Testing for Dissolved Oxygen
Lesson 4 of 10
Objective: SWBAT use a chemical test kit to determine the level of dissolved oxygen in a water sample.
To begin the lesson, I ask students to review the water quality test graphic organizer that they created in the previous lesson, focusing on the test for dissolved oxygen.
I then conduct a brief demonstration to help students understand the unit of measurement that will be used in the dissolved oxygen test that they will conduct later in the lesson. Dissolved oxygen is measured in parts per million. To demonstrate how small this unit of measure is, I bring in a liter of water and a milliliter of food coloring. I review with students that a liter of water contains 1,000 mL. We discuss how many liters of water would be needed to show 1 million milliliters of water. I then add the mL of food coloring to the liter of water and show how the dye diffuses through the water and changes the color only a small amount. We discuss what would happen if I added the same amount of food coloring to 1,000 liters of water (and why it is impractical to do so in class). This helps students better understand the small unit of measure utilized in the dissolved oxygen test. We also discuss the level of dissolved oxygen (7 or more ppm) needed to sustain life in an aquatic ecosystem.
To ensure that students are able to safely and accurately conduct a dissolved oxygen test, I demonstrate the proper method for conducting this test before distributing materials to students. I begin by showing the students the materials included in the test kit (sample cup, indicator solution, and vials used for comparison). I then review the step-by-step directions included with their test kit. After all student questions are addressed, I distribute the materials and ask students to conduct their own test.
After each student group has received their materials, I ask each group to begin their test for dissolved oxygen (DO). I remind students about the importance of following all directions; both those included with their test kit and those given by the teacher. I also remind students about the importance of accurately recording and labeling their results.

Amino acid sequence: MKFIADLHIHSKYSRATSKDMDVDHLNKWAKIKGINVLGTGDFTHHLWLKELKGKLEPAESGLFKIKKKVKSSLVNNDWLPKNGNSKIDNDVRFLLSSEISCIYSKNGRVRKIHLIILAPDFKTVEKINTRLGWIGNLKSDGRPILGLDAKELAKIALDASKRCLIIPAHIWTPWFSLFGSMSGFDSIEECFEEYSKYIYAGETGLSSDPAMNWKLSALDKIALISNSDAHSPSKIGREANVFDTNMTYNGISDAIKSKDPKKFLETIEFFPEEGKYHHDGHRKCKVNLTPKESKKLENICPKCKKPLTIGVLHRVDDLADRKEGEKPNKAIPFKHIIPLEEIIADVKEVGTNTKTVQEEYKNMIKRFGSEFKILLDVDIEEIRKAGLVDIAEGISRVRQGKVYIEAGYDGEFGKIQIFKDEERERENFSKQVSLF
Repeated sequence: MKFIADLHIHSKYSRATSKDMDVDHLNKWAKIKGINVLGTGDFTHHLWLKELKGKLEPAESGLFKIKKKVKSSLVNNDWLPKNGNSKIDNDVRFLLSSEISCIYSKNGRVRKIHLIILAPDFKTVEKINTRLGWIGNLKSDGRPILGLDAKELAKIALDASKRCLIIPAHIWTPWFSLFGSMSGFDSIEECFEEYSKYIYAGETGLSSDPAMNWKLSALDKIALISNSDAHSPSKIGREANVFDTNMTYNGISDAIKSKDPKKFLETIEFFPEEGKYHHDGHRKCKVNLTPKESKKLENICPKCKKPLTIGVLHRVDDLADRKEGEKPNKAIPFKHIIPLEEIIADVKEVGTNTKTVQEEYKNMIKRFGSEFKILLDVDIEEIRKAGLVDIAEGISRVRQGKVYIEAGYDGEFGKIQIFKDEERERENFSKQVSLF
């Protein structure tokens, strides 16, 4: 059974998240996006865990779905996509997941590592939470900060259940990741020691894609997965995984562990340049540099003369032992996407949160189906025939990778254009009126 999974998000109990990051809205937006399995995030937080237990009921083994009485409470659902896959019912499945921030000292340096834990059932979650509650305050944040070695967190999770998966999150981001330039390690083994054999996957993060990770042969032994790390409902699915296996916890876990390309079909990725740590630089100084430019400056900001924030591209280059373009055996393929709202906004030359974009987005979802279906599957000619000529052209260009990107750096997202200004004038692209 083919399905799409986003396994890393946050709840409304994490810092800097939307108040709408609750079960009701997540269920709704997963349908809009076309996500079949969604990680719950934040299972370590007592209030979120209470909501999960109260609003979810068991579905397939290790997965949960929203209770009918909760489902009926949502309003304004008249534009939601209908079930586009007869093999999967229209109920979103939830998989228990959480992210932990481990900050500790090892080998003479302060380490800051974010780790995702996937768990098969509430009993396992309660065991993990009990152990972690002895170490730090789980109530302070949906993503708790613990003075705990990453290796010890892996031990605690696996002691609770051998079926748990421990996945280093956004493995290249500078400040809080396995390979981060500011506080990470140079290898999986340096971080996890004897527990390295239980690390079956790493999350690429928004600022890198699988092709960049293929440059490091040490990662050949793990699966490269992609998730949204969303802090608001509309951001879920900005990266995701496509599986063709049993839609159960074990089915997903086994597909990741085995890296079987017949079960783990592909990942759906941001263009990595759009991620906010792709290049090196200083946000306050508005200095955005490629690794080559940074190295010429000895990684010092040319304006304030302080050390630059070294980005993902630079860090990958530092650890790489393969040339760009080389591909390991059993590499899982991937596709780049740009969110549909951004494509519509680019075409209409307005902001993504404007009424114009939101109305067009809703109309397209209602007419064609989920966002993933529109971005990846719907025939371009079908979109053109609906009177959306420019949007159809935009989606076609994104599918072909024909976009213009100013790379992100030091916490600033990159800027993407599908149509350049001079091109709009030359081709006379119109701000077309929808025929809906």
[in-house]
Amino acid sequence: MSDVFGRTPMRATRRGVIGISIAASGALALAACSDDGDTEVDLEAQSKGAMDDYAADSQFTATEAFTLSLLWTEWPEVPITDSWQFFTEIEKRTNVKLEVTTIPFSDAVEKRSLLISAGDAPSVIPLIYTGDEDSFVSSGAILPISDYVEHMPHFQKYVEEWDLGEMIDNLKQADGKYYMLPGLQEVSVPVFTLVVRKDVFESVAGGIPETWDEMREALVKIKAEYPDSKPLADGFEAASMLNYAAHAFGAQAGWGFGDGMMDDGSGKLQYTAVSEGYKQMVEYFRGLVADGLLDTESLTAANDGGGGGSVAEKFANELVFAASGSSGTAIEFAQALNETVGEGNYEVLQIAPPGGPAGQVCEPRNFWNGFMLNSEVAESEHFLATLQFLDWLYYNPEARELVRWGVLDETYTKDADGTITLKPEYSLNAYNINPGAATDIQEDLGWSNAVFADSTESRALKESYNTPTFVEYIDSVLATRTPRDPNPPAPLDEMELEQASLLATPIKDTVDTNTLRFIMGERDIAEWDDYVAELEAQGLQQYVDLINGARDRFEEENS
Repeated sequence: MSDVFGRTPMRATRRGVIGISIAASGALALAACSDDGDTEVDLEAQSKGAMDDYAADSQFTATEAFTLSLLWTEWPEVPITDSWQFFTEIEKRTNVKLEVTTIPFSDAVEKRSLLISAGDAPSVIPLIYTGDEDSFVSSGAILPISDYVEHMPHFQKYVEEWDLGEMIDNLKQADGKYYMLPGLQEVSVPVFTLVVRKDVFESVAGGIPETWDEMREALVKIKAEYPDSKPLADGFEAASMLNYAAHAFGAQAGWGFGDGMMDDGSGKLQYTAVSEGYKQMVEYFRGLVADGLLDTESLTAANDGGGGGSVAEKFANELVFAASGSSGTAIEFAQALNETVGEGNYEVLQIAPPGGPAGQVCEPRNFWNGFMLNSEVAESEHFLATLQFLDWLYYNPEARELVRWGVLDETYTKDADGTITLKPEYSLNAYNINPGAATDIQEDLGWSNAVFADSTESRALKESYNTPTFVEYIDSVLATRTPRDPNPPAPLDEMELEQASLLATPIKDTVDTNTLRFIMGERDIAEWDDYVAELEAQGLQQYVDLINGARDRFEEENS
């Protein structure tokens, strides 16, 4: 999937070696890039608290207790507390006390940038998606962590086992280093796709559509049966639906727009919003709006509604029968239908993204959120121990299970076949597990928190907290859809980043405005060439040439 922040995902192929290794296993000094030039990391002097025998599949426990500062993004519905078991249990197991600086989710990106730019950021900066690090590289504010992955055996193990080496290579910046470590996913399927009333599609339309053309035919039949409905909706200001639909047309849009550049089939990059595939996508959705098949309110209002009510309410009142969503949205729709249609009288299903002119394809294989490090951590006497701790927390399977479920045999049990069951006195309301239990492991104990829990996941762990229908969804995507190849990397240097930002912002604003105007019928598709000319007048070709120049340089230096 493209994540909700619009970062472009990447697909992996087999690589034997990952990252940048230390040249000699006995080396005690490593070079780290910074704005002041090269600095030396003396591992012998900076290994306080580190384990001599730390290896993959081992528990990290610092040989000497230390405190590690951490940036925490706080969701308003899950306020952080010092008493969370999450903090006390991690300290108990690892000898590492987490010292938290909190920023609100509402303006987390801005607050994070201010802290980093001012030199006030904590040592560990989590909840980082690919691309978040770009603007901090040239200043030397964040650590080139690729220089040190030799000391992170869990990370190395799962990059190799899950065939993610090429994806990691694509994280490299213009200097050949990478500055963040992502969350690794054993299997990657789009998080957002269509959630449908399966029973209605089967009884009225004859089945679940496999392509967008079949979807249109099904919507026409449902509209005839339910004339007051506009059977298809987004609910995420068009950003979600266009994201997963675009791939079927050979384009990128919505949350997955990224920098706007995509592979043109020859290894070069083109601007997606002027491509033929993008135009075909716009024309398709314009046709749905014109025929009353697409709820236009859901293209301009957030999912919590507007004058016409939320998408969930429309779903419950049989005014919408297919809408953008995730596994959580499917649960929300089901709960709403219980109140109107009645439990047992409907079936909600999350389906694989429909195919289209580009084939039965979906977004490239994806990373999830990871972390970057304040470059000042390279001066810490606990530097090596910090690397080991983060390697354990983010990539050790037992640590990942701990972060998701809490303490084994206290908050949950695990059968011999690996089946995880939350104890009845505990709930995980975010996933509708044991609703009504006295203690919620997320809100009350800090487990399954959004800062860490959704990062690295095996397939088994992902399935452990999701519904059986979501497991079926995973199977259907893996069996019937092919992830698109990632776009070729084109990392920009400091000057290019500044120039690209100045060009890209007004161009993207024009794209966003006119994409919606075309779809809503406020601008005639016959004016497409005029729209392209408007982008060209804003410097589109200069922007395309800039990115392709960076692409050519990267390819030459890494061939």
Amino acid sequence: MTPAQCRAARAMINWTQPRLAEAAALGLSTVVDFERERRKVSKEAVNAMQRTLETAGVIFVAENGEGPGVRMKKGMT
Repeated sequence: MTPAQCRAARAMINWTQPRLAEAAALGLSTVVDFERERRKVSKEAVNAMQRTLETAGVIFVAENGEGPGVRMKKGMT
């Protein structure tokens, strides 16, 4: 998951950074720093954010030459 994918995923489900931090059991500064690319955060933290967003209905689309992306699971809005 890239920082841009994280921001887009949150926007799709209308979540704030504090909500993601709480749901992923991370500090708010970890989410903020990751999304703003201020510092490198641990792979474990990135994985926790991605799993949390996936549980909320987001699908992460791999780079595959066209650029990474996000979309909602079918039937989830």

I use the document camera as a technology tool to assist students in this lesson. When students demonstrate the DO test to their peers, the can use the document camera to show other students each step in the test procedure and can receive immediate feedback about both their performance and their conclusions.
A video of a student testing for dissolved oxygen can be found here. In this demonstration, one student is showing his peers how to conduct the DO test and read the results using comparison samples.
To conclude the lesson, I provide time for each student group to share their results with the class. I record each group's results on the whiteboard so that they are accessible to all students. After recording all test results, I lead a discussion on whether our results are expected or unexpected. I ask students to provide potential explanations for any outlier data and remind students of the importance of including all data, even data which does not match our prediction, when recording and sharing results. A a class, we average the data and record it for use in a future lesson.